Lavender and tea tree oil are among the so-called essential oils that have become popular in the United States as alternatives for medical treatment, personal hygiene and cleaning products, and aromatherapy. Various consumer products contain lavender and tea tree oil, including some soaps, lotions, shampoos, hair-styling products, cologne and laundry detergents. From its delicate purple hue to its earthy floral scent, everything about lavender seems tailored towards encouraging thoughts of serenity and peace, and as it turns out, science agrees, too.
In a recent study that was published in the journal Frontiers in Behavioural Neuroscience, researchers discovered that mice reacted particularly interestingly when taking a sniff of linalool, an alcohol component in lavender extract, which was akin basically the same as “popping a Valium,” as The New York Times put it for a human. So in other words, sniffing a key element of lavender’s unmistakable scent had an anxiety-reducing effect in mice — an effect that wasn’t observed in mice with no ability to smell at all.
While there have been a number of past studies assessing the anxiety-reducing effects of lavender, as well as many other natural alternatives, there was little to no investigation at all into the effects of the odor in itself in particular. Researchers have used lavender at the forefront of research for many years — in a previous study, one study identified that out of the six various odourant molecules examined by researchers, linalool significantly increased the pain threshold in mice. Though the effects were not tested in humans themselves, these results aren’t exactly a surprise, considering they were extremely rumoured and even considered an aspect of “old wives tales”. When you think of lavender essential oils, you think of the scent of spas and other relaxation products and peaceful locations everywhere, and you’re likely to spot a barrage of lavender room sprays and candles in the lifestyle section of any retail store. Even the ancient Greeks and Romans apparently believed the scent of lavender was soothing to untamed lions and tigers. Basically, lavender has been used for a number of things throughout history, so it’s no surprise that its positive effects have been found in this time too.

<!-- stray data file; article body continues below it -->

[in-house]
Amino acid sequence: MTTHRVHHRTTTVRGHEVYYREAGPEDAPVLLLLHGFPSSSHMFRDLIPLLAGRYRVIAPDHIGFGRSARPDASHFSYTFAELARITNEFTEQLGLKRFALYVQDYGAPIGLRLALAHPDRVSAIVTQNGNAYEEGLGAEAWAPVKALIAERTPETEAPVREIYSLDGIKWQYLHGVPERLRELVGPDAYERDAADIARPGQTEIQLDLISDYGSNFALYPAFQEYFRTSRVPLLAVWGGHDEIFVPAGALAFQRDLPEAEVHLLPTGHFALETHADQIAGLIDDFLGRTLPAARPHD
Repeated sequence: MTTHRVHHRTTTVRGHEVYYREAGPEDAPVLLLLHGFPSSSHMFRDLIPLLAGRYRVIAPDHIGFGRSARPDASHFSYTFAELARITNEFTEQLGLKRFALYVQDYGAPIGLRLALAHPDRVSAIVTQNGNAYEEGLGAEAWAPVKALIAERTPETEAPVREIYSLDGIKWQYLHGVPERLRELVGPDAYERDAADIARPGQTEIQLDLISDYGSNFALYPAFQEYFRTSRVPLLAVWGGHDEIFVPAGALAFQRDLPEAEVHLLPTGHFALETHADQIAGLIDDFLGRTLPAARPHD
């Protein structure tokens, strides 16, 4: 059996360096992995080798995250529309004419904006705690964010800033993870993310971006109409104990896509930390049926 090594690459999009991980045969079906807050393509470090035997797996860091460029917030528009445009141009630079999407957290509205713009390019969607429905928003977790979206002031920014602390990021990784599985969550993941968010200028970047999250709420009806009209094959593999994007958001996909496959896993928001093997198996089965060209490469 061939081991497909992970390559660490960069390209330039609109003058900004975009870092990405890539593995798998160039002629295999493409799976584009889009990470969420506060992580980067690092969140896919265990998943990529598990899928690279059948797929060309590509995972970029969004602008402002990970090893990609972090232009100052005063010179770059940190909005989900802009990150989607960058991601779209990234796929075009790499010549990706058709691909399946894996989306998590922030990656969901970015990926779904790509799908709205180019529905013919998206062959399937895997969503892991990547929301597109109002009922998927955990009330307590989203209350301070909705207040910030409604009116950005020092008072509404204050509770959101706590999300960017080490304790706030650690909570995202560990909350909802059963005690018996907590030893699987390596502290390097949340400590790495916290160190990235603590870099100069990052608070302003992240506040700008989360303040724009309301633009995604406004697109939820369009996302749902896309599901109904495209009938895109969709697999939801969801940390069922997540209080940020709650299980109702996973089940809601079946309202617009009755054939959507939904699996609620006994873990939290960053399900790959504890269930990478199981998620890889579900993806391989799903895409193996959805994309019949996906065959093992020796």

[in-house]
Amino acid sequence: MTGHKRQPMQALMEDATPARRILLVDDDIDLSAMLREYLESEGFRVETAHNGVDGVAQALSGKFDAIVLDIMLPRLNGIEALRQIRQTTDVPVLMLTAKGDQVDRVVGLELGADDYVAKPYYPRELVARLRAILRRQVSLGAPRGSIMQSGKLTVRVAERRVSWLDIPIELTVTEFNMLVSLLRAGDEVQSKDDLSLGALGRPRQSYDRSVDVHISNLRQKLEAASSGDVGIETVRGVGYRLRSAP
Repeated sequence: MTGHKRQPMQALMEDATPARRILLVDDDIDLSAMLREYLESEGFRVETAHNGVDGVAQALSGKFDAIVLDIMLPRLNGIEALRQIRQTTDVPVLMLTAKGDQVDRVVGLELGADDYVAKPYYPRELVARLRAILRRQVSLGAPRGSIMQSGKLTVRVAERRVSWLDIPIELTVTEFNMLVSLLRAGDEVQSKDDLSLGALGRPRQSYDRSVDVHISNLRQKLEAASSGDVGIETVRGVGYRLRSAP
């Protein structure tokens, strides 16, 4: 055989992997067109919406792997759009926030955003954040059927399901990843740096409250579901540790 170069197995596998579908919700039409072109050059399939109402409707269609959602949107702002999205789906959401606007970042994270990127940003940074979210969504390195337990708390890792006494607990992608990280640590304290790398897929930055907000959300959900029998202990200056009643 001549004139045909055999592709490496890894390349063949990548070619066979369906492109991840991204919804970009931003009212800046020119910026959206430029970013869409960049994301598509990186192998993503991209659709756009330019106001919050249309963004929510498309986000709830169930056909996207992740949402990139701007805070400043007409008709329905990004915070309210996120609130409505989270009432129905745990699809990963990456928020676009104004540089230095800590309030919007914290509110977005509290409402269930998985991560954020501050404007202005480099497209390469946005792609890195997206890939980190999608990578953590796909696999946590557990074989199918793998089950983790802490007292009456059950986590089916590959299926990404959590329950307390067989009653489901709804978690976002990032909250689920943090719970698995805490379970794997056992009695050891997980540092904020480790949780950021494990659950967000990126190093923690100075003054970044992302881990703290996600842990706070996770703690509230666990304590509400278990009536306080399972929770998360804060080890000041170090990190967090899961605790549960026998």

Dr. Hideki Kashiwadani, a physiologist and neuroscientist at Kagoshima University in Japan and one of the study authors, recently told The New York Times that he suspects the observed effects of linalool may be applicable to humans and other mammals, though this is yet to be tested. It’s an interesting prospect, considering that anxiety disorders are the most common mental illness in the U.S., affecting around 18 percent of the adult population, according to the Anxiety and Depression Association of America alone.
The study also exposed test mice to linalool vapor by using filter paper inside a custom-made chamber to see if the scent induced relaxation in the mice. The mice quickly exposed to linalool were more open to exploring their surroundings, suggesting they were less anxious and relaxed than the control mice who hadn’t been exposed. The mice exposed to lavender also didn’t show any signs of motor impairment, which is an effect documented in studies of mice on benzodiazepines, a drug that’s commonly used to treat anxiety. The linalool didn’t work when the mice’s ability to smell was blocked, implying that the effects were, in fact, caused by scent itself, and that in order to work, linalool triggered odor-sensitive neurons in the nose that send signals to certain areas of the brain.
So what does all this mean? Well, the study found that the olfactory system was key for inducing anxiety-reducing effects. The findings help lay a foundation for further exploration of the potential clinical uses of linalool odor (or other lavender-based products) in anxiety treatments, and the medical field in general. Whether you’re taming a tiger, making a mouse more comfortable in it’s surroundings or decreasing anxiety in humans, it seems lavender is something that’ll stick around for a long time.